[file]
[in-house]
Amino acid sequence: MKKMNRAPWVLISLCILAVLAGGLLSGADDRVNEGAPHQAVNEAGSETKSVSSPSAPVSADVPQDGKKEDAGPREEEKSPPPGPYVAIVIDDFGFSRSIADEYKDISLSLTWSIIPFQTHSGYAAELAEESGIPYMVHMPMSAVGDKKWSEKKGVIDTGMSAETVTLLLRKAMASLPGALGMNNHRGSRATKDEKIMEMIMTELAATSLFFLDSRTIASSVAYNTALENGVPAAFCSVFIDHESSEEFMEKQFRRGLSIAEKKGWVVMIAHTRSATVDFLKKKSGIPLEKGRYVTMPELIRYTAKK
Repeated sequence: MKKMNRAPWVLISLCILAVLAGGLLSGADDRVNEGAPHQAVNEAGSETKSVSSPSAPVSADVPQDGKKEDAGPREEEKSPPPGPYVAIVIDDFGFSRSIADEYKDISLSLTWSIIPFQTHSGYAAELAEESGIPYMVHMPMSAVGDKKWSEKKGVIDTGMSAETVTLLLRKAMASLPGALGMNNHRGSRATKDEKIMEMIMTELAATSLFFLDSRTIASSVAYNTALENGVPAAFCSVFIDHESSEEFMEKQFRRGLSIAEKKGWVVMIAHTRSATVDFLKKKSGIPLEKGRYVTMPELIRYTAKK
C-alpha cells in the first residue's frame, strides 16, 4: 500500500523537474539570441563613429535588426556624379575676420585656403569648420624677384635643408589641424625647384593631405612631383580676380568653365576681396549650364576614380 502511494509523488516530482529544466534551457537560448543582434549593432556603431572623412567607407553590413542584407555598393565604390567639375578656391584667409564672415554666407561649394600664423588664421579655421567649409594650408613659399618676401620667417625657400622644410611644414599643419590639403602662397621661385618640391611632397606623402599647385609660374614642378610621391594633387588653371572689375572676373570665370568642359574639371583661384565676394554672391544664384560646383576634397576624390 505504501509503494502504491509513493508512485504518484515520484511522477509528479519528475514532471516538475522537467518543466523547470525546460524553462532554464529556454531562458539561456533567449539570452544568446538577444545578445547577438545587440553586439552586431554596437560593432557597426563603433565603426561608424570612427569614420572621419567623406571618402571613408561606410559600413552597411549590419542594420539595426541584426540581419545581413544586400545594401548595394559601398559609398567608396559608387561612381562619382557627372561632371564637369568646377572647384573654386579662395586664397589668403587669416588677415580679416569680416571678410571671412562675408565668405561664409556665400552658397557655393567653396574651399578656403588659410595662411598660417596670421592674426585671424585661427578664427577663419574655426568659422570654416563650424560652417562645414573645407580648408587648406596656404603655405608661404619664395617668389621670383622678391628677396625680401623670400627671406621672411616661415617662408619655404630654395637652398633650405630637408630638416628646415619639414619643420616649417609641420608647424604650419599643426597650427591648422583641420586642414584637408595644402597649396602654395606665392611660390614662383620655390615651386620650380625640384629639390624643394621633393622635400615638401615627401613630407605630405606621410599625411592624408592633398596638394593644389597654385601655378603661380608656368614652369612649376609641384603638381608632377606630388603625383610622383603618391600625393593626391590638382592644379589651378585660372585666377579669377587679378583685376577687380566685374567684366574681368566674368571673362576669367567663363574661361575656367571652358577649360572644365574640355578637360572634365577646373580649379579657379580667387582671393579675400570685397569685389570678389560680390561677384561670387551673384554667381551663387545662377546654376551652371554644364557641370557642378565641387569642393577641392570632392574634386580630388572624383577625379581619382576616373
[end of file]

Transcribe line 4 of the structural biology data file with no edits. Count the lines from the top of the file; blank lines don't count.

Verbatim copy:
C-alpha cells in the first residue's frame, strides 16, 4: 500500500523537474539570441563613429535588426556624379575676420585656403569648420624677384635643408589641424625647384593631405612631383580676380568653365576681396549650364576614380 502511494509523488516530482529544466534551457537560448543582434549593432556603431572623412567607407553590413542584407555598393565604390567639375578656391584667409564672415554666407561649394600664423588664421579655421567649409594650408613659399618676401620667417625657400622644410611644414599643419590639403602662397621661385618640391611632397606623402599647385609660374614642378610621391594633387588653371572689375572676373570665370568642359574639371583661384565676394554672391544664384560646383576634397576624390 505504501509503494502504491509513493508512485504518484515520484511522477509528479519528475514532471516538475522537467518543466523547470525546460524553462532554464529556454531562458539561456533567449539570452544568446538577444545578445547577438545587440553586439552586431554596437560593432557597426563603433565603426561608424570612427569614420572621419567623406571618402571613408561606410559600413552597411549590419542594420539595426541584426540581419545581413544586400545594401548595394559601398559609398567608396559608387561612381562619382557627372561632371564637369568646377572647384573654386579662395586664397589668403587669416588677415580679416569680416571678410571671412562675408565668405561664409556665400552658397557655393567653396574651399578656403588659410595662411598660417596670421592674426585671424585661427578664427577663419574655426568659422570654416563650424560652417562645414573645407580648408587648406596656404603655405608661404619664395617668389621670383622678391628677396625680401623670400627671406621672411616661415617662408619655404630654395637652398633650405630637408630638416628646415619639414619643420616649417609641420608647424604650419599643426597650427591648422583641420586642414584637408595644402597649396602654395606665392611660390614662383620655390615651386620650380625640384629639390624643394621633393622635400615638401615627401613630407605630405606621410599625411592624408592633398596638394593644389597654385601655378603661380608656368614652369612649376609641384603638381608632377606630388603625383610622383603618391600625393593626391590638382592644379589651378585660372585666377579669377587679378583685376577687380566685374567684366574681368566674368571673362576669367567663363574661361575656367571652358577649360572644365574640355578637360572634365577646373580649379579657379580667387582671393579675400570685397569685389570678389560680390561677384561670387551673384554667381551663387545662377546654376551652371554644364557641370557642378565641387569642393577641392570632392574634386580630388572624383577625379581619382576616373